One of the problems facing BGC Contracting at the moment is that all of its mining contracting eggs are in the iron ore basket. It has contracts with Cliffs, Arrium and Atlas Iron.

That is something Heylen wants to work on. In the past the company has had gold, nickel and coal contracts too.

He also tries to keep the business split 50-50 between mining and civil contracting.

Of those mining contracts Cliffs seems the most volatile with its US-based management seemingly unsure about whether to keep its Australian operations.

Heylen’s view on that is simple.

“We have a contract that survives through a change of ownership and it still has five years to go,” he said.

There is also the question as to why a miner would opt to take on a contractor rather than doing the work itself.

During the boom contractors were an easy answer for emerging miners because they offered a quicker way to get into production.

Heylen reckons the drivers that made contractors attractive to mid-tier miners still exist, while conceding that majors like BHP Billiton and Rio Tinto are becoming owner-operator companies.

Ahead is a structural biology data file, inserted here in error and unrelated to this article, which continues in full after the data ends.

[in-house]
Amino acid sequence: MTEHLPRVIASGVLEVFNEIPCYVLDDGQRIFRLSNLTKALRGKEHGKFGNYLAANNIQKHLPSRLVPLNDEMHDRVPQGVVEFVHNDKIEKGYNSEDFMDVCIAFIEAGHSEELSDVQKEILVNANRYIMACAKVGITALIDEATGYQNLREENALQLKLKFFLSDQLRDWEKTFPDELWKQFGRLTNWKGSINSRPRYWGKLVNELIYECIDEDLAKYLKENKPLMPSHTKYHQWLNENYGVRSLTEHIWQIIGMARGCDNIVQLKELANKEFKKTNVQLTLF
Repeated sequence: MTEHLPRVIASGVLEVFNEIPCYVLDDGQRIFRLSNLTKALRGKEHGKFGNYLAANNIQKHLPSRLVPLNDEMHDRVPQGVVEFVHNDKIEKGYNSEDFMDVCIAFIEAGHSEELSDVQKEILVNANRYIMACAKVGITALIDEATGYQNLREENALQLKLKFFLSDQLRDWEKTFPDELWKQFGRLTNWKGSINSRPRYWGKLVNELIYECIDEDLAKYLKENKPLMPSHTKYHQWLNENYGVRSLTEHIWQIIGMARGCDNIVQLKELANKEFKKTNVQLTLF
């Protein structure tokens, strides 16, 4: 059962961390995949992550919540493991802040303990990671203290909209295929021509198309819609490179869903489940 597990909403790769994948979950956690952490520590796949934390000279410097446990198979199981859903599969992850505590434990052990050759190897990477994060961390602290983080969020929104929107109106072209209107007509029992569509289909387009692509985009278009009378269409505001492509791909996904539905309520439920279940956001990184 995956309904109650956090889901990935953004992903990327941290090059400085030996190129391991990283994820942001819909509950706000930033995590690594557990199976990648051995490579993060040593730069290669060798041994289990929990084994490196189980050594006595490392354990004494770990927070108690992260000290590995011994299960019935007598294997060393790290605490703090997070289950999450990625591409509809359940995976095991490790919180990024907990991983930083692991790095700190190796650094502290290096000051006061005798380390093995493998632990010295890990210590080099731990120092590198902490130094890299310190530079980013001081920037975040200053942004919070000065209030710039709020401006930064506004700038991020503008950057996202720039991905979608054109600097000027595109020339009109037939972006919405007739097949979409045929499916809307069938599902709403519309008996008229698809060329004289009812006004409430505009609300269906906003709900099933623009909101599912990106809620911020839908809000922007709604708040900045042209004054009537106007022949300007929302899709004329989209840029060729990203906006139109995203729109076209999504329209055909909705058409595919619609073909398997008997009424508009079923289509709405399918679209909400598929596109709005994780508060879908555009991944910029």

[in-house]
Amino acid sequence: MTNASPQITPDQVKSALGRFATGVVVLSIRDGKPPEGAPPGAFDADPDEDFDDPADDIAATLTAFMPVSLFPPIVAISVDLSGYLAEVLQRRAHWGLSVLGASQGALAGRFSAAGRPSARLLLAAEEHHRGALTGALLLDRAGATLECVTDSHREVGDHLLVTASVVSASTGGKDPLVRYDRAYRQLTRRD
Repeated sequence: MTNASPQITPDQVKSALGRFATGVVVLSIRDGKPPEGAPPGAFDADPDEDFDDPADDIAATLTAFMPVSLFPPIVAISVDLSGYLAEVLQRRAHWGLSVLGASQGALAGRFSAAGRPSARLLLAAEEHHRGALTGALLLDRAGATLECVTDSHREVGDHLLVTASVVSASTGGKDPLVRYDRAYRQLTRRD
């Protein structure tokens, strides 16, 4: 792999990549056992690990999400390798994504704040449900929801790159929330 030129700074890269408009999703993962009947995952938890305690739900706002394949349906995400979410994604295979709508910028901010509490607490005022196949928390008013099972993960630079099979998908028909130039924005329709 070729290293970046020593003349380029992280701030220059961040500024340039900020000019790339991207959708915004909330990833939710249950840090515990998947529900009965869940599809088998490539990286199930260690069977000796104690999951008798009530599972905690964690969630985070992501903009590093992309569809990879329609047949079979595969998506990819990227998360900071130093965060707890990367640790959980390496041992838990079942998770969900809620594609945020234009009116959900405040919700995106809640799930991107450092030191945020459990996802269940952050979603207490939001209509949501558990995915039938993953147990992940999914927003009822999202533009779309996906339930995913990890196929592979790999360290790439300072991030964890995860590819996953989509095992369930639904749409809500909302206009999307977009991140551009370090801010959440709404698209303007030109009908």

Were a mid-tier miner to try to turn away from contracting to owner-operation it would face a capital challenge.

Heylen said contractors provided their own equipment.

Indeed, BGC Contracting spent $100 million to buy earthmoving equipment to move into its Arrium contracts.

“Mid-tier clients often need the expertise that contractors can bring,” Heylen said.

“Contractors also bring the systems that are needed to operate a mine. Developing those systems from scratch is very expensive.”

Heylen said BGC Contracting spent tens of millions of dollars on its systems – both in continuous improvement and in maintenance.

“You have to go to the sites and find out what parts of the system aren’t working for them [the workers on site] and fix it,” he said.

“If the systems don’t work, the guys become inefficient and you get a high cost base.”

The good thing with BGC’s business in many of the contracts it has is that it covers everything from the drill and blast through to the processing and loading of the ore on the site.

That gives it the opportunity to look at how it can streamline the whole operation from making sure the drilling and blasting is done optimally to finding the most efficient haul strategies and loading plans.

Operator training is another key area the company concentrates on. It uses Immersive simulators and cross checks the results from those simulators with actual survey data from the sites the operators are working on.

While client relationships are important to Heylen, so too are the ones with suppliers.

BGC Contracting has formal alliances with Komatsu for its mining equipment and Atlas Copco for its drilling equipment.

“If you link that back to where our where we’re trying to find cost efficiencies in our business, having an alliance with Komatsu and Atlas Copco helps us align how we work more efficiently,” Heylen said.

“We’re not just a buyer of their products, we’re working with them.”